Sometime in the mid-1980s, the type of project team that our group had become used to quietly disappeared. It was replaced by a new form of team that has become the norm for most of the business and IT project teams that we now work with: the virtual team.
The project team in which I learned about teams was formed in 1972. The key members of the team stayed together as a team from 1972 to 1979. We undertook numerous projects and we learned together from each project. We also shared many workshops on building better interpersonal and team processes, as well as the usual technical skill education.
We learned, through a combination of often bitter experience and external facilitation, how to accept the weaknesses of each team member and how to best use each person's strengths. It was a difficult and long journey, but finally we had a real team where the whole was more than the sum of the parts .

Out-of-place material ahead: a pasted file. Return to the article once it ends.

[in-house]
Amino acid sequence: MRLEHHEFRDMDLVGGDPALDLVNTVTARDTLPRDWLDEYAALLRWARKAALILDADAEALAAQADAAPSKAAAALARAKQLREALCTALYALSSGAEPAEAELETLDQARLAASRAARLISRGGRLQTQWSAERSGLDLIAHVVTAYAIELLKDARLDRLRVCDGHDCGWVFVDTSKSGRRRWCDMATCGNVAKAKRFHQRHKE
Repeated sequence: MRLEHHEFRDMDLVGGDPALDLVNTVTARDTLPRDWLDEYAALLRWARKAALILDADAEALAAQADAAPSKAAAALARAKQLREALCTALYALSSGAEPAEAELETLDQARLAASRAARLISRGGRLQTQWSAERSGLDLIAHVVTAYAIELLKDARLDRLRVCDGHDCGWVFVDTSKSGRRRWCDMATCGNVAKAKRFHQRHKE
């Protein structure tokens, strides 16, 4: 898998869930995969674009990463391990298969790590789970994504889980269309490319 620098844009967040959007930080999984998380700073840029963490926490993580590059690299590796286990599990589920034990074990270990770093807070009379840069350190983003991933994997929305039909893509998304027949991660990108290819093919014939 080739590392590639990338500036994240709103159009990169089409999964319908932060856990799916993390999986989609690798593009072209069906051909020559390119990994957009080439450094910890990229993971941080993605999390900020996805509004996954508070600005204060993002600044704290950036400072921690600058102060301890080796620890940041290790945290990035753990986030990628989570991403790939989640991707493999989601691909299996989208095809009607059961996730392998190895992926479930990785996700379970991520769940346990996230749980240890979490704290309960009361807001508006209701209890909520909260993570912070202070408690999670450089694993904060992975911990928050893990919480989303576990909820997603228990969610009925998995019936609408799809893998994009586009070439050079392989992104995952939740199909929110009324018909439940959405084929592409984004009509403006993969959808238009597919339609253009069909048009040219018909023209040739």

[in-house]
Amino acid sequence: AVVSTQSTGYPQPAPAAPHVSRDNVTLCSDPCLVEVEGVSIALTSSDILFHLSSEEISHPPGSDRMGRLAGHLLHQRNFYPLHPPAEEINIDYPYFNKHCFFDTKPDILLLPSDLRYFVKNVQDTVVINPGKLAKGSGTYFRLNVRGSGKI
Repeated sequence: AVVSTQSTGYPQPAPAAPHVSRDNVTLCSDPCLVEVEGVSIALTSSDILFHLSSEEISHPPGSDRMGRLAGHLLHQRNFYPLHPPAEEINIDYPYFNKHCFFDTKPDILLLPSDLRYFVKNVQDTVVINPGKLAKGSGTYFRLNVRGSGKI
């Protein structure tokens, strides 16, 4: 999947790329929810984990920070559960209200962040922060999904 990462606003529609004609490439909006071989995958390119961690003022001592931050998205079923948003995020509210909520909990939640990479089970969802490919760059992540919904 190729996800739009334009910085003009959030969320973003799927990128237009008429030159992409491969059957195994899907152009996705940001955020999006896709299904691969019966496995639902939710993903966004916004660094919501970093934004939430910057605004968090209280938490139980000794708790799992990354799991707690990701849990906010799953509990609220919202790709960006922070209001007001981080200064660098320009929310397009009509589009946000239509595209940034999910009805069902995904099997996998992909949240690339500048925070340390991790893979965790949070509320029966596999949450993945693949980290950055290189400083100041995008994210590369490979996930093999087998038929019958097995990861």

Our team was built on the "soft glue" of:
Most important, our team became more effective and efficient as we learned how to become a team. It was a traditional team or whole-of-life team.
As discussed in Chapter 1, "The New Project Environment," the very nature of organizations has changed and teams have changed with them. The typical project team today includes team members drawn from various expert and stakeholder groups. Team members will often be consultants or contractors who work for external organizations. In addition, many team members will have either part-time or ad-hoc commitment to the team and the project. In most cases, the only "normal" (in the sense of full-time and fully committed) member of the team is the project manager.
As a result, the interpersonal process that we believe is essential for building the traditional team is completely absent. In most virtual teams that we have worked with or observed , there is:
This is a virtual team, and the management of this type of team is very different from the management of a whole-of-life team. We discuss virtual teams in more detail on our Web site.